Rural Kentucky Hospital Care Debate: Should 44% Of Kentuckians Lose Local Medical Care?
How important is it to have medical services available in Kentucky’s most rural areas? That’s the debate currently going on between the federal government and the Kentucky Hospital Association. The former wants to get rid of rural medical services to save on Medicare costs; the latter says that doing so will put approximately 44% of Kentuckians in danger of not receiving crucial medical care where they live.
Is Keeping Kentucky’s Rural Medical Centers Worth The Money?
That’s the question being debated now between the federal government and state and local authorities. Here’s a bit on both sides of the issue according to a recent article in Louisville’s Business First Journal:
- Not Worth The Money. The Inspector General of the U.S. Department of Health & Human Services (DHHS) released a report last August seeking to reduce the number of rural hospitals that are currently certified to receive Medicare reimbursements through the federal critical access program – most of which have fewer than 25 beds and are not close enough to larger hospitals.
The bottom line, Have the U.S. Centers for Medicare & Medicaid Services (CMS) seek the authority to decertify these rural hospitals to cut costs. The DHHS stressed that approximately two-thirds of the hospitals in question technically no longer meet the rural location qualifications.
- Worth The Money. The Louisville-based Kentucky Hospital Association holds an opposing opinion. It recently released a report that shows how important the 29 rural Kentucky hospitals can be in a state in which approximately 44% of people live in rural areas (based on U.S. Census data) who would not only benefit from them in terms of jobs and tax revenue, but which could also save their lives.
The bottom line, Although some of the medical centers may not meet the technical definition of being in a rural location, they are still far enough away from larger hospitals, or in remote, mountainous regions, that they provide Kentuckians with important medical attention.
Wherever you stand on this particular issue, it’s clear that both sides can agree that receiving the proper medical attention, as soon as possible after being involved in an accident, can save your life.
Seeking The Help You Need Comes In Different Forms
Seeking the medical attention you need after being injured in an automobile accident, truck accident, a slip-and-fall injury or any other type of personal injury is always the most important thing to attend to first. However, many injuries result in the need for lengthy or lifelong care that can cause any family to struggle to make ends meet – especially when those injuries include traumatic brain injuries, spinal cord injuries or other injuries that can result in paralysis.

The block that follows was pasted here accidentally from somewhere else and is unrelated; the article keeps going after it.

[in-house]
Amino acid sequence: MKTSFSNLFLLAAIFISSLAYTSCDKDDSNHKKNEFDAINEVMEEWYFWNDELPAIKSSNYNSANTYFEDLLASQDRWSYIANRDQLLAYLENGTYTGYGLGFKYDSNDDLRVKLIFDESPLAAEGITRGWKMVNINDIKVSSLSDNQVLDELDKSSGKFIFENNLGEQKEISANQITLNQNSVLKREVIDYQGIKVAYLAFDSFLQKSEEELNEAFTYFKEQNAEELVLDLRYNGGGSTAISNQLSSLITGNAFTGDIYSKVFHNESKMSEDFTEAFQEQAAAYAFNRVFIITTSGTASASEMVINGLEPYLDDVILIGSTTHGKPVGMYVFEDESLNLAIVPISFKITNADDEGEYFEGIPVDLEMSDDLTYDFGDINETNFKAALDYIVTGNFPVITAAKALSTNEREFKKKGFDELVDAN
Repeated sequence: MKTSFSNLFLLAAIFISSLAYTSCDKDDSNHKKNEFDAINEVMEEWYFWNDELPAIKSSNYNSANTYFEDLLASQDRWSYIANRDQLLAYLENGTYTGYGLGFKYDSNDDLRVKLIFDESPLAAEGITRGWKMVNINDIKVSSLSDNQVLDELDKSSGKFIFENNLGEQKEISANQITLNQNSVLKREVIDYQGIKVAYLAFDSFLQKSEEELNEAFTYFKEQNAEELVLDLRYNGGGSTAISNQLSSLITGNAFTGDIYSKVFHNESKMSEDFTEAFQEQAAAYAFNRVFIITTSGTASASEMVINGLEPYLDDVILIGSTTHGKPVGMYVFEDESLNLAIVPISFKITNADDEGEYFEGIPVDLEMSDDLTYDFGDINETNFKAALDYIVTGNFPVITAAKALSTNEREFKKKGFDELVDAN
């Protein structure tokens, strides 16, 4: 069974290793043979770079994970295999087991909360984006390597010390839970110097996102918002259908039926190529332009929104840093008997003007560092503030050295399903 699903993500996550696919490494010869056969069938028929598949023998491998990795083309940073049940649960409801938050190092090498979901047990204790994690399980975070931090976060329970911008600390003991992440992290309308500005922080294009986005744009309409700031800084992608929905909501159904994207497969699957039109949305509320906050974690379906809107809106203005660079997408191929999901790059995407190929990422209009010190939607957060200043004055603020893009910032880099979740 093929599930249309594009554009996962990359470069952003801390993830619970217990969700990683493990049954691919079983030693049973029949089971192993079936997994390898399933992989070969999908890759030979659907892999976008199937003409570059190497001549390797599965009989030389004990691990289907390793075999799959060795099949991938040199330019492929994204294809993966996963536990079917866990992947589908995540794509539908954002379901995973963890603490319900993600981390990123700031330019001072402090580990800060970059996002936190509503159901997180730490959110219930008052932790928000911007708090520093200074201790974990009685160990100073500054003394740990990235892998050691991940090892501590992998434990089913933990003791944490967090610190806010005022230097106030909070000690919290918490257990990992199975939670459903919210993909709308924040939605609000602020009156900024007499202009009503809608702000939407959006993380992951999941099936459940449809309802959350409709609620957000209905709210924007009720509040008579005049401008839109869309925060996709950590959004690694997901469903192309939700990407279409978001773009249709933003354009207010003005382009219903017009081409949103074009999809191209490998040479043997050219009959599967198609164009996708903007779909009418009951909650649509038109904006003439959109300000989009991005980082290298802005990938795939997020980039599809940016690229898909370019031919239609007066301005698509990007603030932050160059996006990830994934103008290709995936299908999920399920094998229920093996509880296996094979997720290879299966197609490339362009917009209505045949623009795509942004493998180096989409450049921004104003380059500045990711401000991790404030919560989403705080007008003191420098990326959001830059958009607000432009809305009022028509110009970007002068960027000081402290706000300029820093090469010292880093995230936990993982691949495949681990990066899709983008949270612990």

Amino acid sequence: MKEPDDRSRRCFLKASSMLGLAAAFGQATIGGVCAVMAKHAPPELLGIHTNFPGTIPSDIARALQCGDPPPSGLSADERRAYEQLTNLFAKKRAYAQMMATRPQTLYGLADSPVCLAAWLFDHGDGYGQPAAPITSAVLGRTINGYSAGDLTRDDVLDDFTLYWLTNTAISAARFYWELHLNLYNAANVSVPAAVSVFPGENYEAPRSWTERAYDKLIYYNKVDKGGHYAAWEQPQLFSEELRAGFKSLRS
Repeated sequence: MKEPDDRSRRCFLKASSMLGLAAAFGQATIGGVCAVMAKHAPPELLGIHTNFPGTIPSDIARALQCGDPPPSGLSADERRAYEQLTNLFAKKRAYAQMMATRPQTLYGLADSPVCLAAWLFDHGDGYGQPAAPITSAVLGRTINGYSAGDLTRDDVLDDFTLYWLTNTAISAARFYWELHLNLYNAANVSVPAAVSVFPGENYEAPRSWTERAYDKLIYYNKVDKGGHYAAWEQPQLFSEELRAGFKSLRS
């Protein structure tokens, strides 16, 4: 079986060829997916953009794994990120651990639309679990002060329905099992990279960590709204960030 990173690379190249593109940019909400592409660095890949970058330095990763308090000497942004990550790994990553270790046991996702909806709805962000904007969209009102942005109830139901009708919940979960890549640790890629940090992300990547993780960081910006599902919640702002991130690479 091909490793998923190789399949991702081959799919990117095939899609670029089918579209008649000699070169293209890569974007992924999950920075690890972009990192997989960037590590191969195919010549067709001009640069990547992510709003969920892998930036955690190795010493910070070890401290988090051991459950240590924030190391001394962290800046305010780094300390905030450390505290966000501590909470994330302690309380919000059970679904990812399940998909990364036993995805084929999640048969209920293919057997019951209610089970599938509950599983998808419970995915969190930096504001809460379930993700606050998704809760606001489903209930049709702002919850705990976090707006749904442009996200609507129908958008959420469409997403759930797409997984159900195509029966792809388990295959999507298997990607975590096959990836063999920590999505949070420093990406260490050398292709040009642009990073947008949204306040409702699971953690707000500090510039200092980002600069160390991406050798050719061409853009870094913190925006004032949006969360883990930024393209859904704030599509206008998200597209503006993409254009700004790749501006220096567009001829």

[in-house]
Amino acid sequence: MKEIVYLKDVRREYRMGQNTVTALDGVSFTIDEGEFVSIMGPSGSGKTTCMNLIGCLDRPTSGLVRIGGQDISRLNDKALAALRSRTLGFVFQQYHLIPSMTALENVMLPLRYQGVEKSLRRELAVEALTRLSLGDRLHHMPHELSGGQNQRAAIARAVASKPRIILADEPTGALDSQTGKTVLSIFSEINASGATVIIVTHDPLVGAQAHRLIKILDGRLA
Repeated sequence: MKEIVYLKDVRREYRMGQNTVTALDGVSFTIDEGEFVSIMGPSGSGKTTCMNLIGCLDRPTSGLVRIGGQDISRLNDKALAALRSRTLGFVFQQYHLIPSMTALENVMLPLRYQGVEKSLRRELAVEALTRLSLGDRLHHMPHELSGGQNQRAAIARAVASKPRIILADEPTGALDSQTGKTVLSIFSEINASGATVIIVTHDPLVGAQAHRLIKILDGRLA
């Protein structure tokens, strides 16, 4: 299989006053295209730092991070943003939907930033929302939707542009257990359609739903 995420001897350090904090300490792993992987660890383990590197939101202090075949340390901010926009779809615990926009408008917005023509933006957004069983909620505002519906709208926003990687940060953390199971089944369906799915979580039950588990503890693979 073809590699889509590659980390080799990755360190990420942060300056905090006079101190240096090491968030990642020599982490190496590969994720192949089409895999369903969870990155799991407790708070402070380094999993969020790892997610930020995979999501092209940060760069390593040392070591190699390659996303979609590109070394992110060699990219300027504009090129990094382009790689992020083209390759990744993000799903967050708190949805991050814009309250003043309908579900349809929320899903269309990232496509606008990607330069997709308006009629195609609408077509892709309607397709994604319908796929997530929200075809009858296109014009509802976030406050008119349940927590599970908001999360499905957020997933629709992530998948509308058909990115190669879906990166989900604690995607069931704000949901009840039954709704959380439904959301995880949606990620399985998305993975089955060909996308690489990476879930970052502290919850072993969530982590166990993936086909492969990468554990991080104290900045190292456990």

The average adjusted cost for an inpatient hospital stay in Kentucky is approximately $1,600 according to recent data obtained from the Henry J. Kaiser Family Foundation, meaning that a week of treatment would cost $11,200; two weeks of treatment would cost $22,400 and a month of treatment would cost $48,000. These figures don’t take into consideration the costs of specific testing and treatments that may be in addition to the cost of a patient’s stay.
Most people do not have health insurance that will cover 100% of a hospital stay. It’s just not the way the system works for most folks. If yours covers 80%, then you’ll owe nearly $10,000 after a month’s stay. If it only covers 50%, then you’ll owe nearly $25,000 after a month’s stay. Trying to recover medically is hard enough without trying to recover financially.
If you’ve been injured by someone else’s negligence, make sure you get everything you deserve. That’s where an experienced personal injury attorney can help to determine whether someone else’s negligence caused those injuries and whether you and your family might be entitled to compensation for medical bills, rehabilitation, future medical costs and care, lost income, physical and emotional pain and suffering and more.